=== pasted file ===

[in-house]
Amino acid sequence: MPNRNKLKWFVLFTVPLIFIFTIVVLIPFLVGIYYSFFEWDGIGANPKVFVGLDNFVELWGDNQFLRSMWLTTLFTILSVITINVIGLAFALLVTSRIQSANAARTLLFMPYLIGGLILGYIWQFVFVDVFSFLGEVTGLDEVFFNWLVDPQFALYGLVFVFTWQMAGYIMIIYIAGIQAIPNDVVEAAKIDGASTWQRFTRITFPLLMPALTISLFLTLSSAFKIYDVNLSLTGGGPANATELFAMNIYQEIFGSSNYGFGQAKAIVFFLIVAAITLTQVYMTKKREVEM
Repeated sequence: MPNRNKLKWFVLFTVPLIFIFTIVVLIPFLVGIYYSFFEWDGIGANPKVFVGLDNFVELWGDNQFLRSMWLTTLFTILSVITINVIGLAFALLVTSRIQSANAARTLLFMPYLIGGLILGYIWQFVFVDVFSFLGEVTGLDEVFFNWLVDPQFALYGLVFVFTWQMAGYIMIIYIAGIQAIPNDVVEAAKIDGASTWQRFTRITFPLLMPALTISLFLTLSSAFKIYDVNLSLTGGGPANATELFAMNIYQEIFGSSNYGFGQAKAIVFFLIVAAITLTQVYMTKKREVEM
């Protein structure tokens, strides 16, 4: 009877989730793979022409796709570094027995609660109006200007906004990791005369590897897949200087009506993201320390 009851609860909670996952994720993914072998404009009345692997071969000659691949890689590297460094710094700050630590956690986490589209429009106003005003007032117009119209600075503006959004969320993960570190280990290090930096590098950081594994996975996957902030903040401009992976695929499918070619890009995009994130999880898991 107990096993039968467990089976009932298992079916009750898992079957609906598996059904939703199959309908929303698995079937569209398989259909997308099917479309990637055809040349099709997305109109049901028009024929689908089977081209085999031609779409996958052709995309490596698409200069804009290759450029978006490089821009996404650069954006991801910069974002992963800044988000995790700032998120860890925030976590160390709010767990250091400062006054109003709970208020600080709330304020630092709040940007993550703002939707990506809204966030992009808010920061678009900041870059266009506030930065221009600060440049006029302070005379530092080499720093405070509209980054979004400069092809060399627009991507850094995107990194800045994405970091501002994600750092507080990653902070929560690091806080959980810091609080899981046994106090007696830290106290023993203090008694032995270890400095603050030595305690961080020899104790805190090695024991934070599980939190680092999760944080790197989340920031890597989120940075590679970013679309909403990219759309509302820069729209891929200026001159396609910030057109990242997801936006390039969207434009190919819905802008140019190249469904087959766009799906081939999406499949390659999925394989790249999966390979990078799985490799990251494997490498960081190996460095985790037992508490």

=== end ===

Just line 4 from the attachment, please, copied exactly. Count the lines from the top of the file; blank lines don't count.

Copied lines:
């Protein structure tokens, strides 16, 4: 009877989730793979022409796709570094027995609660109006200007906004990791005369590897897949200087009506993201320390 009851609860909670996952994720993914072998404009009345692997071969000659691949890689590297460094710094700050630590956690986490589209429009106003005003007032117009119209600075503006959004969320993960570190280990290090930096590098950081594994996975996957902030903040401009992976695929499918070619890009995009994130999880898991 107990096993039968467990089976009932298992079916009750898992079957609906598996059904939703199959309908929303698995079937569209398989259909997308099917479309990637055809040349099709997305109109049901028009024929689908089977081209085999031609779409996958052709995309490596698409200069804009290759450029978006490089821009996404650069954006991801910069974002992963800044988000995790700032998120860890925030976590160390709010767990250091400062006054109003709970208020600080709330304020630092709040940007993550703002939707990506809204966030992009808010920061678009900041870059266009506030930065221009600060440049006029302070005379530092080499720093405070509209980054979004400069092809060399627009991507850094995107990194800045994405970091501002994600750092507080990653902070929560690091806080959980810091609080899981046994106090007696830290106290023993203090008694032995270890400095603050030595305690961080020899104790805190090695024991934070599980939190680092999760944080790197989340920031890597989120940075590679970013679309909403990219759309509302820069729209891929200026001159396609910030057109990242997801936006390039969207434009190919819905802008140019190249469904087959766009799906081939999406499949390659999925394989790249999966390979990078799985490799990251494997490498960081190996460095985790037992508490």